Thursday, December 19, 2013

MIT Video Game Teaches Relativity by Slowing Down Speed of Light

Light speed travel is a pretty common premise of many a science fiction story, and the subject of casual to serious discussions among armchair physicists and enthusiasts. But over at MIT’s Game Lab, developers have released a game that attempts to illustrate some of the conceptually challenging physics by slowing down the speed of light thereby allowing players to experience the trippy effects of relativity at walking speeds.

In this first person game called A Slower Speed of Light, the players navigate a 3D environment while picking up orbs scattered throughout the map. There are no enemies and no real obstacles, but with each orb collected, the speed of light within the game is reduced in increment, making the simple task of moving around progressively more difficult.

As the player moves, they begin to experience weird relativistic effects such as Doppler shift which causes the color of light from surrounding objects to shift towards the blue or red end of the spectrum, depending on the direction of travel, due to the compression and expansion of the wavelength of light. The game also demonstrates the searchlight effect – the visible increase in brightness in the direction of travel.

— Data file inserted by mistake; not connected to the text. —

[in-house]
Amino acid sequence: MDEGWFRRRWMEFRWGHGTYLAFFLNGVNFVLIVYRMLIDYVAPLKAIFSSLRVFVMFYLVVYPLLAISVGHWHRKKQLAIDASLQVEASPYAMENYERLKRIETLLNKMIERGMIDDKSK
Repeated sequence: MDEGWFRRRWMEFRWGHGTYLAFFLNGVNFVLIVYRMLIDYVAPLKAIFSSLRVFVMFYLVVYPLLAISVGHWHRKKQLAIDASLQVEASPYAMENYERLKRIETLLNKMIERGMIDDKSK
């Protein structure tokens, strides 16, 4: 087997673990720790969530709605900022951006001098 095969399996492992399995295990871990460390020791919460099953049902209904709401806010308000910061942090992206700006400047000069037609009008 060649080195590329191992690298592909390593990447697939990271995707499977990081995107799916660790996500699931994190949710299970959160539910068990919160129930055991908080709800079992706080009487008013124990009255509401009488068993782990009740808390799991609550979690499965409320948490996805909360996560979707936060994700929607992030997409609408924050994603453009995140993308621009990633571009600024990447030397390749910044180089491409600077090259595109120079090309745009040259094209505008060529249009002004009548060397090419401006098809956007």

As the game progresses, other effects come into play such as time dilation (differences in the perceived passage of time from the player and the outside world); Lorentz transformation (warping of space at near-light speeds); and the runtime effect (the ability to see objects as they were in the past, due to the travel time of light).

A Slower Speed of Light is built on top of Game Lab's own custom-built, open-source relativistic game engine called OpenRelativity. The team is currently refining the documentation, usability, and features in OpenRelativity, targeted for release as a free, open-source package in 2013, that will allow others to produce more simulations and games about traveling near the speed of light.

The game is a around 100 MB in size and available for download in both OS X and Windows platform. The MIT Game Lab reports that A Slower Speed of Light has run on computers with the following configurations:

  • Intel Core 2 Duo T9900 or Core i7 (2.8GHz clock speed)
  • Windows 7 and Mac OS X 10.6.8 (Snow Leopard) or higher
  • AMD Radeon HD 6970M/AMD Mobility Radeon HD 4850/Nvidia GeForce 9600M GT
  • 8GB RAM

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